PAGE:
Lt Col Reynolds
The cornea is the outermost, transparent layer of the eye, located in front of the iris. Although the cornea is clear and seems to lack substance, it’s actually a very organized group of cells and proteins. Dr. Patel, can you tell us more about the cornea?

Dr. Patel
Sure, Dr. Reynolds. The cornea is different from most tissues in the body because it contains no blood vessels to nourish and protect it against infection. Instead, the cornea receives its nourishment from tears and a liquid called aqueous humor that fills the space behind it.

The cornea has five basic layers, each of which has an important function. The epithelium is the cornea’s outermost region, making up about 10 percent of the cornea’s thickness. The epithelium’s main function is to keep foreign material, such as dust, water, and bacteria, from entering the eye and other layers of the cornea. The epithelium also absorbs oxygen and cell nutrients from tears, and distributes these nutrients to the rest of the cornea. Thousands of tiny nerve endings in the epithelium make the cornea extremely sensitive to pain when rubbed or scratched. The foundation of the epithelium, where the epithelial cells anchor and organize themselves, is called the basement membrane.

Directly behind the basement membrane of the epithelium is a transparent sheet of tissue known as Bowman’s layer, which is made of strong protein fibers called collagen. An injury to Bowman’s layer may cause scar tissue to form. Scars in Bowman’s layer that are large and centrally located can cause some vision loss.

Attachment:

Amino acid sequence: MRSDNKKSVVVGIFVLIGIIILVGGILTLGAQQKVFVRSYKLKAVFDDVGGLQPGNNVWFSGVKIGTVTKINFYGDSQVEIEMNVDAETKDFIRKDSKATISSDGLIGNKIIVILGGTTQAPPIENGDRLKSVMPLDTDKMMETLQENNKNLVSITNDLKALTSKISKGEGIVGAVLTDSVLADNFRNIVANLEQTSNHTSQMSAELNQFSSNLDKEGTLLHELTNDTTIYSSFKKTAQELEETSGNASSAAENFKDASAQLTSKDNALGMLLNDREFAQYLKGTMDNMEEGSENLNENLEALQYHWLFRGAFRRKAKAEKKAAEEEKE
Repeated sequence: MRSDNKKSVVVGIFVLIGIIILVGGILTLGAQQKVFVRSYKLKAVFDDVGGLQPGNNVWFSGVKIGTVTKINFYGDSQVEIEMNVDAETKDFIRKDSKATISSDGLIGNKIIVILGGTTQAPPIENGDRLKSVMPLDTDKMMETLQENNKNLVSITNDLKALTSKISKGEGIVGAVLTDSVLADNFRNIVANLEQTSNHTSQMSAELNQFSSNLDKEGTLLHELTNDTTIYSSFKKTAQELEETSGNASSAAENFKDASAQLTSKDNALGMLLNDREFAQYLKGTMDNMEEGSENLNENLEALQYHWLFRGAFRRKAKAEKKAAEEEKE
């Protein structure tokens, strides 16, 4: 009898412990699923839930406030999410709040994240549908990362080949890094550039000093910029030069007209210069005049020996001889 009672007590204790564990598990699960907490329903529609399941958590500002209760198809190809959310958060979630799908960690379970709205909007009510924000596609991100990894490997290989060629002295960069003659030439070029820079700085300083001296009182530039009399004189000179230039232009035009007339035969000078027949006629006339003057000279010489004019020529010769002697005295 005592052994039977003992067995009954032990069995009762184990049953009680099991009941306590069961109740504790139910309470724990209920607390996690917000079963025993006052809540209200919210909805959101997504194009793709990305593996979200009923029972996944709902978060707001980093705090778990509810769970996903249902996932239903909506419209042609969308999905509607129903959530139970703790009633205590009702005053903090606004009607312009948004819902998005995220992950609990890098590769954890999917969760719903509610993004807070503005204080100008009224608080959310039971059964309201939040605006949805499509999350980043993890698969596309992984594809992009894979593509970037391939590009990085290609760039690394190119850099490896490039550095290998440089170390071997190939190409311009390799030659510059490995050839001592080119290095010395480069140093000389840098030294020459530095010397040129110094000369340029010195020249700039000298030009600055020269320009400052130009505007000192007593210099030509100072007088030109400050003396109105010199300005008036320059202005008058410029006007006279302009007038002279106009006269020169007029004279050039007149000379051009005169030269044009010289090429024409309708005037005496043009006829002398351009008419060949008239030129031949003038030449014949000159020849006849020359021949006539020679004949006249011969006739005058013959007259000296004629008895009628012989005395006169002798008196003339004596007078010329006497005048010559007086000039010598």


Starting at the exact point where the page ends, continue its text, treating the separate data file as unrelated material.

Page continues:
Behind Bowman’s layer is the stroma, which makes up about 90 percent of the cornea’s thickness. It consists primarily of collagen, and does not contain any blood vessels. Collagen gives the cornea its strength, elasticity, and shape. The stroma is the primary location where refractive surgery takes place.

The next layer is a tissue called Descemet’s membrane. This is a thin but strong sheet of tissue that serves as a protective barrier against infection and injuries.

Finally, the innermost layer of the cornea is the endothelium, which is extremely thin. Endothelial cells are essential in keeping the cornea clear by pumping excess fluid away from the stroma. Without this pumping action, the excess fluid would cause the stroma to swell, and the cornea would become hazy and ultimately opaque.

In a healthy eye, a perfect balance is maintained between the fluid moving into the cornea and the fluid being pumped out of the cornea. If endothelial cells are destroyed by disease or trauma, they’re lost forever. The loss of too many endothelial cells could result in corneal edema and blindness. If this happens, a corneal transplant is the only potential treatment.